The Alfred P. Sloan Foundation of New York City has targeted its efforts to improving the climate for female graduate and undergraduate students, explains Ted R. Greenwood, the foundation's program officer. Mentoring programs can change that feeling of isolation for women, so the foundation helped AWIS establish a national mentoring network and gave the organization a grant in 1990 to develop model mentor programs. AWIS has since provided mentors to female scientists across the United States. "It's important to set up formal mentoring programs for women because it's less likely to happen informally," Greenwood explains.
The university environment can be improved for women through means other than mentoring, he adds. The foundation has sponsored major workshops on sexism for students and faculty at eight campuses. Sexism, while often unintentional, sends out the message: "This is not a discipline for women." Existing imbalances in departments like physics, chemistry, and engineering silently reinforce that message.
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GENDER BALANCE: Henry Luce Foundation Inc.'s Evelyn Benjamin directs funding to women in chemistry, physics and engineering.
About 100 schools have since benefited from the program, which has funded several hundred scholars and fellows. The hope is that women professors sponsored by the Luce foundation eventually will become department deans and chairpersons. So far, that strategy appears to be on track. "Almost everyone has gotten tenure," Benjamin says of the professorships for women funded since 1987. Many of the women who have received Luce professorships distinguish themselves early in their careers.
Shenda M. Baker, Clare Boothe Luce Assistant Professor of Chemistry at Harvey Mudd College in Claremont, Calif., says the foundation allowed her to be both a mother and a scientist. In addition to paying her salary and benefits for five years, the foundation provides money for travel, child care, and publication expenses. "That ultimately meant I could do my job. Just missing a week because your kid is sick-you can't do that when you are teaching."
By helping Baker pay for a nanny to take care of her two children, the foundation allowed the scientist to devote more time to teaching and research. "It removes a couple levels of things you have to worry about," she says of the funding. "You're always going to sacrifice something. The only thing I've sacrificed is sleep." She credits the foundation with helping her win a National Science Foundation CAREER award, a Department of Energy Young Scientist and Engineer Award, and a Presidential Early Career Award for Scientists and Engineers last year.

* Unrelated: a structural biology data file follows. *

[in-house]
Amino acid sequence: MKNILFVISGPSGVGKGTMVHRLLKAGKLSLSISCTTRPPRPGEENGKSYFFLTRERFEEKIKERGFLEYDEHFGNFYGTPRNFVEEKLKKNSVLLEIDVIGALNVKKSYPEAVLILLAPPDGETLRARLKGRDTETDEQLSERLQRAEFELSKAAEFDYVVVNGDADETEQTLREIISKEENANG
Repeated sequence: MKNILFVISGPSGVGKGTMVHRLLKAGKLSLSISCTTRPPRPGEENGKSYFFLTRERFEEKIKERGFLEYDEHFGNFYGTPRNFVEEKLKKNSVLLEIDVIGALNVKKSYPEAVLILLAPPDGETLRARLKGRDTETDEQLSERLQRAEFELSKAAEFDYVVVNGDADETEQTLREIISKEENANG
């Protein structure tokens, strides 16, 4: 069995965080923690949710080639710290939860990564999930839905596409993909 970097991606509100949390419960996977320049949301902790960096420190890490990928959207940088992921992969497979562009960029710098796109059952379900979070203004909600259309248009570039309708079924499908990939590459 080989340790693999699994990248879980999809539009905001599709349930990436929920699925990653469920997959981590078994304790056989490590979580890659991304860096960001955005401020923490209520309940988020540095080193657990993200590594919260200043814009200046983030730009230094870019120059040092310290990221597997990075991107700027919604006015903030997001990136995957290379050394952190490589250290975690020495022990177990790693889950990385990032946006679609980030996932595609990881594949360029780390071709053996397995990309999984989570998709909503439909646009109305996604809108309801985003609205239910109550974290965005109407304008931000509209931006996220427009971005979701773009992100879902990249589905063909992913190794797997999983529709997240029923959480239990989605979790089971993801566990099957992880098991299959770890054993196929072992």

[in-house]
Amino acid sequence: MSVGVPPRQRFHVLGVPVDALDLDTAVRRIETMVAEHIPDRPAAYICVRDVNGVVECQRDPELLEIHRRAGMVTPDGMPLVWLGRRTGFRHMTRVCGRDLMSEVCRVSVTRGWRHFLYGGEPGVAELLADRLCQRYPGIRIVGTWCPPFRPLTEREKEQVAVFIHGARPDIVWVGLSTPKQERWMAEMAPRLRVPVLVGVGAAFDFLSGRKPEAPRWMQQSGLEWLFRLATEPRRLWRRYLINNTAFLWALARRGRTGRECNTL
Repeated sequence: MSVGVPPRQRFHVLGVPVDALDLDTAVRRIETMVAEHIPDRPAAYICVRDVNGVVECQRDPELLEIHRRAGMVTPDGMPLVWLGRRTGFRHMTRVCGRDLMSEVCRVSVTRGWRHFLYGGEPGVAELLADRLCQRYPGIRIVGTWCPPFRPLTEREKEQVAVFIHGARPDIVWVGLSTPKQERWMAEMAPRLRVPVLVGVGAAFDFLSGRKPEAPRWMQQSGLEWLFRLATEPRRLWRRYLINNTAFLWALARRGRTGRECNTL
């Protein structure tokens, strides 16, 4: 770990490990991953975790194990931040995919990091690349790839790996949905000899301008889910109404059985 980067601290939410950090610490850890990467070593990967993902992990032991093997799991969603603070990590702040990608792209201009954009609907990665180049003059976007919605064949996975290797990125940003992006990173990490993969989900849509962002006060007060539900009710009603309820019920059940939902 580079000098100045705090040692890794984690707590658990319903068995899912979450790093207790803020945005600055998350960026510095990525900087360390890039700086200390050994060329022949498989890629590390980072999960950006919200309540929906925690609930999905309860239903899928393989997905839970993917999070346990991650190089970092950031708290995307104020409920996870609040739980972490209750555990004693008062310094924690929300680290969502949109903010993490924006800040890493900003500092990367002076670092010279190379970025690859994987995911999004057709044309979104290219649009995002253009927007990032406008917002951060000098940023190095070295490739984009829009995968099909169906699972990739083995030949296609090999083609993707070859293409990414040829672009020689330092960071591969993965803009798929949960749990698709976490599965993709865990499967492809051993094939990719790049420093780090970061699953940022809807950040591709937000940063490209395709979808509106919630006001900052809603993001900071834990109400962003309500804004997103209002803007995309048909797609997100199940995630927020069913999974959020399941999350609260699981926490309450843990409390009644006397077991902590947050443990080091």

Baker also enjoys serving as a role model and mentor to female students. She helps choose who will receive the $50,000 a year in scholarships the foundation provides the school. Many students keep in touch after they have graduated. One female student E-mailed her after she entered graduate school and asked the professor whether she could be both a scientist and a mother. Baker pointed to her own track record and encouraged the student. "I didn't have any role models who did both," she notes.
Many women who have received professorships-whether through foundations or other routes-may eventually break through the glass ceiling and become deans or chairs. However, it may be too early to tell, Baker adds. "The pool's getting bigger, but the pool hasn't been around long enough."
VISIBLE CHAIR: Skidmore College's Mary Crone plans to use her appointment to encourage more women to consider science as a career.
While Crone says she's thrilled with her appointment, she feels slightly uncomfortable with how positions designed specifically for women could appear. She hopes people don't misinterpret such positions as gender-based affirmative action-that women can't reach such positions on their own. Still, she acknowledges their necessity to elevate more women scientists into positions of higher visibility.
While foundations are helping women like Crone achieve higher positions, even the best-designed program has its limits. For example, the Sloan Foundation's 1998 pilot program to give one year of leave for men or women to take care of children or ailing parents will benefit 15 to 20 scientists. But many more needing similar assistance won't have such programs available to them, because the grants will be limited to a handful of universities specified by the foundation. For the program to have an impact beyond the scientists it funds, it would have to inspire similar programs and perhaps even alter university hiring policies nationwide. "All we can do is give money," Greenwood explains. "We can't change policy."
Benjamin says foundations' individual missions target specific problems in a limited number of institutions. "Our program is very precise. We don't go into high schools and elementary schools." Schupf, too, knows she can't endow a science chair at every single university in the United States. By endowing one chair, by sponsoring one award, she can promote the idea, but must wait for it to take hold. "It's a matter of education," she states.
And persistence, adds Daie. Foundations can begin to address the problem. But society still has a long way to go before the genders achieve equal representation at all levels of science. "Nothing happens overnight-especially if it is a cultural issue, a social issue. We're not there yet."